24% of 276 adult patients reported asthma or rhinitis symptoms on eating or handling various foods, of which hazelnut, apple and shell fish were the most often named (Eriksson).
The reported incidence of reaction to hazel nut appears to be high (Eriksson). More than 10% of individuals in an allergic population had pronounced symptoms following ingestion of this nut. In a study of patients with unspecified allergies, 68% had IgE to hazelnut.
In a study of 62 patients with nut allergy (adults and children), peanuts were the commonest cause of allergy (47), followed by Brazil nut (18), almond (14), and hazelnut (13) (Ewan 1996 ref.1625 9)
The prevalence in the Netherlands of atopy caused by apple, peach, and hazelnut in patients with tree pollinosis was evaluated. Skin prick tests for apple, peach, and hazelnut were positive in 51 (64.6%), 61 (77.2%), and 71 (89.9%) patients, respectively. Granny Smith showed more positive skin reactions and a better agreement with clinical history than Golden Delicious. RAST for apple, peach, and hazelnut was positive in 53 (68.8%), 13 (16.9%), and 31 (40.3%) patients, respectively. (de Groot 1996 ref.1411 2)
Nut oils may pose a threat to patients with allergy, depending on the method of manufacture and processing. (Teuber 1997 ref.1631 3) Hazelnut or other nut oils may be used in chocolate manufacturing. If not completely cleared of hazelnut allergens, may cause an allergy reaction.
It appears that threshold levels for subjective reactions in hazelnut allergic patients vary from less than 1mg up to doses probably higher than 100mg of raw hazelnut protein. (Wensing 2001 ref.4042 4)
Anaphylaxis in a 20-year-old girl to string bean who also developed urticaria from fresh fennel, boiled cabbage, mustard, commercial hazelnut cream and commercial pear juice. (Asero 2001 ref.4132 9)
In evaluating 163 asthmatic children with food allergy for food-induced asthma, using DBPCFC the most frequent offending foods were, sometimes in association, peanut (30.6%), egg (23.1%), cow's milk (9.3%), mustard (6.9%), codfish (6%), shrimp (4.5%), kiwi fruit (3.6%), hazelnut (2.7%), cashew nut (2.1%), almond (1.5%), garlic (1.2%). (Rance 2002 ref.7671 1)
Severe allergic reaction in a young woman after ingestion of hazelnuts without any association to tree pollen allergy. Unlike the IgE binding pattern of the sera from the patients with pollen-related hazelnut allergy, low molecular weight heat-stable proteins below 10 kDa were identified by the sera from the patients without pollinosis. (Schocker 2000 ref.7875 3)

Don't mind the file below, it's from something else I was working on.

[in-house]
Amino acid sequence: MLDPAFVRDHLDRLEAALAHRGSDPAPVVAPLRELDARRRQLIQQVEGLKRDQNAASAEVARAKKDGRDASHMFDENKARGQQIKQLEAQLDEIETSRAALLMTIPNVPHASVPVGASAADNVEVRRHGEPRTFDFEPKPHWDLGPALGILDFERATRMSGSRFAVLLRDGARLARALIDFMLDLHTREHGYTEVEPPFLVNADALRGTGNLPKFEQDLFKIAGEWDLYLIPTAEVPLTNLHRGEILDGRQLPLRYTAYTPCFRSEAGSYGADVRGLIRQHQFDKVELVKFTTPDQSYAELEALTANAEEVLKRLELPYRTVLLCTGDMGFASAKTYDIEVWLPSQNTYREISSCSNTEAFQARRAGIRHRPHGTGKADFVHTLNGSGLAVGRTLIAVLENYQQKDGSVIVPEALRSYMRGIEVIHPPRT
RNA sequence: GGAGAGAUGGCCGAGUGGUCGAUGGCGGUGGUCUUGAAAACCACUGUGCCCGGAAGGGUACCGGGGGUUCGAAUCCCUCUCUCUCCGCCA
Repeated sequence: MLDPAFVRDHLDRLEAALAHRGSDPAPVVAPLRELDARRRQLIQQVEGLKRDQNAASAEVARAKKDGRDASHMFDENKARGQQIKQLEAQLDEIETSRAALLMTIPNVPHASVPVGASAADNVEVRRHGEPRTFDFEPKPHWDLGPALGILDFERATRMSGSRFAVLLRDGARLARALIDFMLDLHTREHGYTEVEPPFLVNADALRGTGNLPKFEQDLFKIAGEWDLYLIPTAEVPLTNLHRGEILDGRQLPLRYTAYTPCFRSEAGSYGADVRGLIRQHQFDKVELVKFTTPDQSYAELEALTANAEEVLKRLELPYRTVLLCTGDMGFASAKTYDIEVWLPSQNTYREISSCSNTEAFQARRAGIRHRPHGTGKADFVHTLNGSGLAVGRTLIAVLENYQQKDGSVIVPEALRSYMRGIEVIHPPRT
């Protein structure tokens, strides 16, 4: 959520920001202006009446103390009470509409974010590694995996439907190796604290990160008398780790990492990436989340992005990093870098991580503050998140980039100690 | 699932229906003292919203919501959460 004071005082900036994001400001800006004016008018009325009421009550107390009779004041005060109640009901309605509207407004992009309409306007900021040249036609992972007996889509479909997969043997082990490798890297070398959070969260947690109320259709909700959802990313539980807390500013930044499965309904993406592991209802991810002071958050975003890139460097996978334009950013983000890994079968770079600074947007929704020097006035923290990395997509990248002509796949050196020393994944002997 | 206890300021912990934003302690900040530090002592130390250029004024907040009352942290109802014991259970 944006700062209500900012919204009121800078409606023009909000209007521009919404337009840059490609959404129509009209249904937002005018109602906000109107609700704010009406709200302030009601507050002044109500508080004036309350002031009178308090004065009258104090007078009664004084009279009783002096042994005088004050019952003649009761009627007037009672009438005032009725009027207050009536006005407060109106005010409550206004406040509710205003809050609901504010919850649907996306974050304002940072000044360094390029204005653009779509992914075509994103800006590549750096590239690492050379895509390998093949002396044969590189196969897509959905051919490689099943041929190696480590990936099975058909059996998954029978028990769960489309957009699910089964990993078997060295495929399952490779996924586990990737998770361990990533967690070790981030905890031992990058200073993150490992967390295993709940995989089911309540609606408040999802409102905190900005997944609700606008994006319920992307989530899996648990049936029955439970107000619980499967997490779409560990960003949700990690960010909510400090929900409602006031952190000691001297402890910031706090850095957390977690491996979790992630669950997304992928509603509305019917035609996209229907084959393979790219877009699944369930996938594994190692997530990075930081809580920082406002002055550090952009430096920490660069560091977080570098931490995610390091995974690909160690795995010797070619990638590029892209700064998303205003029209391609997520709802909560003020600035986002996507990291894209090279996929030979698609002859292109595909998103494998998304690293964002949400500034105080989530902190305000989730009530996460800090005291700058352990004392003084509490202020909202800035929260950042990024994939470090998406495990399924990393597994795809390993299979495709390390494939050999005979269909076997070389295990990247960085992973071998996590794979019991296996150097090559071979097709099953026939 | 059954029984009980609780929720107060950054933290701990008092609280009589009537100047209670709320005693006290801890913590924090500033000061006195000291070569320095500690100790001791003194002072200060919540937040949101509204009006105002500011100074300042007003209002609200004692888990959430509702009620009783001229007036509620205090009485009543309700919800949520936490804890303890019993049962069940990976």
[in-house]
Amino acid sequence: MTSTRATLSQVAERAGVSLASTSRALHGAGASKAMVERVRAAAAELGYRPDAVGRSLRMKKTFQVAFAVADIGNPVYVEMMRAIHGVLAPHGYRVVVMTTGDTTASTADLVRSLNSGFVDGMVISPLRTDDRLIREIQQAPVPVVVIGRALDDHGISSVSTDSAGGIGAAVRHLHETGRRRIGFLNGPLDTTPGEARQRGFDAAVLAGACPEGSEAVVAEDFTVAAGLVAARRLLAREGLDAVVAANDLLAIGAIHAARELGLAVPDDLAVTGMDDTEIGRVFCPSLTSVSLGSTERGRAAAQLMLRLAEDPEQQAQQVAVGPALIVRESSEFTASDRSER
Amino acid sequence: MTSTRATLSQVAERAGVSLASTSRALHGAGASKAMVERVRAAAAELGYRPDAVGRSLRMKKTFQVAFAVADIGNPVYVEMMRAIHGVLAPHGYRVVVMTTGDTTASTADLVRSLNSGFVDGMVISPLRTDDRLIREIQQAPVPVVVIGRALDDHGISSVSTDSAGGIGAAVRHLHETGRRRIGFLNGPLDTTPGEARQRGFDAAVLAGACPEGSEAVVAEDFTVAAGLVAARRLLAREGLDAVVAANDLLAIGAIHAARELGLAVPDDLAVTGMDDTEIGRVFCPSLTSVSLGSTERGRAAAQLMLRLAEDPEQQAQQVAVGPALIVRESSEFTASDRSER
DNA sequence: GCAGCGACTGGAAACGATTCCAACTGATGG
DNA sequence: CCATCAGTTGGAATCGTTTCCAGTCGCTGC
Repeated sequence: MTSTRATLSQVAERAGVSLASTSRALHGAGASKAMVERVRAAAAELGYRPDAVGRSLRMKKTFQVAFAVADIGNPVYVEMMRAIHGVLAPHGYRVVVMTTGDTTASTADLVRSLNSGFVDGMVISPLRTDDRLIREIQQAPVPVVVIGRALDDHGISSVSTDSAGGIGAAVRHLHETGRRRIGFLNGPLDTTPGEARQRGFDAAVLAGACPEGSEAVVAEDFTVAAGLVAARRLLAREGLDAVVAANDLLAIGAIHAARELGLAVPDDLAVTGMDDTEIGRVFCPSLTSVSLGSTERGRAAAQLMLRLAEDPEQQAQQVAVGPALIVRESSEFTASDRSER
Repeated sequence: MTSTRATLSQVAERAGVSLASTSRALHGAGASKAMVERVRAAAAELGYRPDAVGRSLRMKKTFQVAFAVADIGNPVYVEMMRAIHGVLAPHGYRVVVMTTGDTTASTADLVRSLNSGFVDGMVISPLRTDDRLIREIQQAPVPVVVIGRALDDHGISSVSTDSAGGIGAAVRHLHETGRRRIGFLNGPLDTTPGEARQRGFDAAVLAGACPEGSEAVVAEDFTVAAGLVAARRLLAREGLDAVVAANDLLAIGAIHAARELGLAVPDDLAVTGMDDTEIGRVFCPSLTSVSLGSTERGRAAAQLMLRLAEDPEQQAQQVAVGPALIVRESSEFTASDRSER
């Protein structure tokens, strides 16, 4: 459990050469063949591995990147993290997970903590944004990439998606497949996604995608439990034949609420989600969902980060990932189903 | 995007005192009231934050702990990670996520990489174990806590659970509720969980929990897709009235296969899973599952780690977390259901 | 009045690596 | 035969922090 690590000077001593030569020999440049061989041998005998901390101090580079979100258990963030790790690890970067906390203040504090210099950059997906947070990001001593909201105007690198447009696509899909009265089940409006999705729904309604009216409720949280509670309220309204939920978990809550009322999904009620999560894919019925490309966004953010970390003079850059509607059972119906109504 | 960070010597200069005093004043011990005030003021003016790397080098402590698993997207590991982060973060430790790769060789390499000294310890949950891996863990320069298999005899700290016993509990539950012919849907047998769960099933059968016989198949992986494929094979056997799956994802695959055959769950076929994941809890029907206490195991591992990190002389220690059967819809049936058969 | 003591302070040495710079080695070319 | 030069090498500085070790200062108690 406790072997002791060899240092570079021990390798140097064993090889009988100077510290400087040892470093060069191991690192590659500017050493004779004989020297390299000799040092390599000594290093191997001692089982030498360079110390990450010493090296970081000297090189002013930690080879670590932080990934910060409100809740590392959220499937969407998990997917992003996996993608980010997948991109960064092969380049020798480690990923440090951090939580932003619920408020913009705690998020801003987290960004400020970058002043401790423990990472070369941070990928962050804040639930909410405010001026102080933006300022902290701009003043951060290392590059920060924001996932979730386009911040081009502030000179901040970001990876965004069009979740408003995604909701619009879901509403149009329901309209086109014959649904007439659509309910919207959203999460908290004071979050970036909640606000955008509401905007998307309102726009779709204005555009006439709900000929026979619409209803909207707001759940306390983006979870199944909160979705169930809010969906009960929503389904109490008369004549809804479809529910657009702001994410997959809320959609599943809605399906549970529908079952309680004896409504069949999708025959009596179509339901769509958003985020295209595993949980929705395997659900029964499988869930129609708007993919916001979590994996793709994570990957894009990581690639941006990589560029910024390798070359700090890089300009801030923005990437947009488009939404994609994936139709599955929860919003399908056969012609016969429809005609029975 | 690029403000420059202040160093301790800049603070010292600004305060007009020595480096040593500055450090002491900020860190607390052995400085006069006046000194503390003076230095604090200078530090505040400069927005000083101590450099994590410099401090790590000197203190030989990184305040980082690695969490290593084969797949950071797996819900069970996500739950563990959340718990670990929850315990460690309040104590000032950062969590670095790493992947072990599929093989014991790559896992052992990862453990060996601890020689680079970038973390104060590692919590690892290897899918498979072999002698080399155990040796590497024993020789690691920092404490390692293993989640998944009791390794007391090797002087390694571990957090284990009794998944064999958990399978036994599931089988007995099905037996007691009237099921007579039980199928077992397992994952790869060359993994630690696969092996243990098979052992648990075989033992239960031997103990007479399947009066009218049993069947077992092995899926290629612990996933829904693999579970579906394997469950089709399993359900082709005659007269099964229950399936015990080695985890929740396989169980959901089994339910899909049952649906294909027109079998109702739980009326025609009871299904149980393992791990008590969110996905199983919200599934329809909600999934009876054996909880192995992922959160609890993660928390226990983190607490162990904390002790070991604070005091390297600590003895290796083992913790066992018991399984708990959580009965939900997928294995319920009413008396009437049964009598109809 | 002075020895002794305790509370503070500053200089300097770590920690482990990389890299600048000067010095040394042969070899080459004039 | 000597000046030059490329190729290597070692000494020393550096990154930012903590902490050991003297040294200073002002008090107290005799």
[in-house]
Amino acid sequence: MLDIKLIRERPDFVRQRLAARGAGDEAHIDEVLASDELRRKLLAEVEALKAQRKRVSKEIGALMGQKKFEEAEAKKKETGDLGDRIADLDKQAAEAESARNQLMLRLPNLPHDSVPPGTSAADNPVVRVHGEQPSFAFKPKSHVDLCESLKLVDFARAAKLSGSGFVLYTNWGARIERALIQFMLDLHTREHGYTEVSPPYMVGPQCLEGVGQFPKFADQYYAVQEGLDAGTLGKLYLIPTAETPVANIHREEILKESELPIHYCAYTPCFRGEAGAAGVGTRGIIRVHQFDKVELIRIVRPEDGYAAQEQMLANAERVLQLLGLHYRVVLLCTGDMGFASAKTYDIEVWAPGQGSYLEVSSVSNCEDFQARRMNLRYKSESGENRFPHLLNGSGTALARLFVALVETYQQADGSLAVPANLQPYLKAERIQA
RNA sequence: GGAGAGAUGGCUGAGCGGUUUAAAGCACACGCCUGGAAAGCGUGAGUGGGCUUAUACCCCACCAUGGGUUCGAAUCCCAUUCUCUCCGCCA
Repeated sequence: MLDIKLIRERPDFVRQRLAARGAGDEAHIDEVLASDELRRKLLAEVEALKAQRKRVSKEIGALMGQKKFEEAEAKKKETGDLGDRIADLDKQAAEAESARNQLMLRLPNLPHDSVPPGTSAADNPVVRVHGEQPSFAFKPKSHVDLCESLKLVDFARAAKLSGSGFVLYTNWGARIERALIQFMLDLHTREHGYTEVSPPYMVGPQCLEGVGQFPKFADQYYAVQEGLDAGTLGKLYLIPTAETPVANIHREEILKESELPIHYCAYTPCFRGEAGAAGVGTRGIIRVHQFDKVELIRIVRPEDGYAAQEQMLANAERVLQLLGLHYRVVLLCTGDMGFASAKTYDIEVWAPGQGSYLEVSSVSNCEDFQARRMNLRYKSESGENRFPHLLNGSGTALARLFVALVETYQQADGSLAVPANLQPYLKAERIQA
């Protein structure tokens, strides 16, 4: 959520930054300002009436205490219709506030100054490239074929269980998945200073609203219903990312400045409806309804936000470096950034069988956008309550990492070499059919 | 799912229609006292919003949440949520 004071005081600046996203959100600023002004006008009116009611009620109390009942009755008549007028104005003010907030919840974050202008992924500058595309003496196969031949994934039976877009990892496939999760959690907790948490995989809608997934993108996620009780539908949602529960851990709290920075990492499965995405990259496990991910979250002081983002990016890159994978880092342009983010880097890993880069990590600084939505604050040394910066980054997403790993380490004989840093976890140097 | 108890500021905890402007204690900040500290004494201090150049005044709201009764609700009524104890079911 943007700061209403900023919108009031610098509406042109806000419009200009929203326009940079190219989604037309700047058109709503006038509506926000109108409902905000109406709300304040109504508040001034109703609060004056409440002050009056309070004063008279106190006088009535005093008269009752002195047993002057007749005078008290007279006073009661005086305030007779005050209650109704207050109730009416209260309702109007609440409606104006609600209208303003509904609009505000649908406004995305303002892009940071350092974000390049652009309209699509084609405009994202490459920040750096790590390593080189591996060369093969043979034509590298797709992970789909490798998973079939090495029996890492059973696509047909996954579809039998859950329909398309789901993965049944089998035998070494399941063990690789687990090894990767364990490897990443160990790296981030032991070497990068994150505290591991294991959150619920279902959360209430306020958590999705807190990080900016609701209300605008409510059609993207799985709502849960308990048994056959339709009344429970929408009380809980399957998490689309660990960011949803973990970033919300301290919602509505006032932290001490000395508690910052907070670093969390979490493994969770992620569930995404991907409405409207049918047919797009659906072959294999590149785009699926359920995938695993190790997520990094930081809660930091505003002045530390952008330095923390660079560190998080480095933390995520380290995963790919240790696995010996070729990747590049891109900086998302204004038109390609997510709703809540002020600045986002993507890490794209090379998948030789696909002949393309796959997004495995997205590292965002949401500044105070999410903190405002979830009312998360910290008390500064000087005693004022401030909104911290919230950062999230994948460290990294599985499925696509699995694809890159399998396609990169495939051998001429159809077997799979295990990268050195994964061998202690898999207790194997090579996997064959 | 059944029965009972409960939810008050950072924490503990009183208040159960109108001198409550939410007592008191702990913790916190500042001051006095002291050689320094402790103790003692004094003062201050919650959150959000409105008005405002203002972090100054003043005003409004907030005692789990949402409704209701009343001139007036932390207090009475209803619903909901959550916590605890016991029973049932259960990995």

Eighty-six subjects with a history of symptoms after hazelnut ingestion were recruited from 3 allergy centers (Milan, Zurich, and Copenhagen). All subjects underwent skin prick tests (SPTs) with aeroallergens and hazelnut, as well as having their specific hazelnut IgE levels determined. Diagnosis of clinical relevant food allergy was made on the basis of the DBPCFC. Sixty-seven (77.9%) of 86 subjects had a positive DBPCFC result; 8 were placebo responders, and 11 were nonresponders. Of the 11 nonresponders, 4 had positive open-challenge test results. Of the DBPCFC-positive subjects, 87% also had positive skin test responses to birch pollen extract. (Ortolani 2000 ref.7877 1)
Of a total of 196 birch pollen-hypersensitive patients with oral allergy syndrome (OAS), 195 had apple and/or hazelnut allergy, and 103 had Apiaceae sensitivity; only one patient had Apiaceae (carrot, celery, and fennel) allergy alone. (Asero 1997 ref.1714 4)
Oil is non-allergenic if highly purified and containing no protein. See: Hazelnut oil.
In this study, cacao, banana, egg and hazelnuts were found to be responsible for migraine headaches in children and young adults. On an oligoantigenic diet, 6/12 presented a completed remission of headache, and 5/12 had a significant improvement of the migrainous pattern. (Guariso 1993 ref.2092 3)
The effects on iron absorption of nuts were measured in 137 Indian women. When the absorption from bread and nut meals (walnuts, almonds, peanuts, and hazelnuts) was compared with that from bread meals, the overall geometric mean absorption from the nut meals (1.8%) was significantly less than from the bread meals alone (6.6%). In contrast, coconut did not reduce absorption significantly. All the nuts tested contained significant amounts of two known inhibitors of Fe absorption (phytates and polyphenols) but the amounts in coconut were significantly less than in the other nuts. Fifty milligrams ascorbic acid overcame the inhibitory effects of two nuts that were tested (Brazil nuts and peanuts). This is different from that found previously for soy protein, another potent inhibitor of Fe absorption. (Macfarlane 1988 ref.7810 1)
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Allergy Advisor - Zing Solutions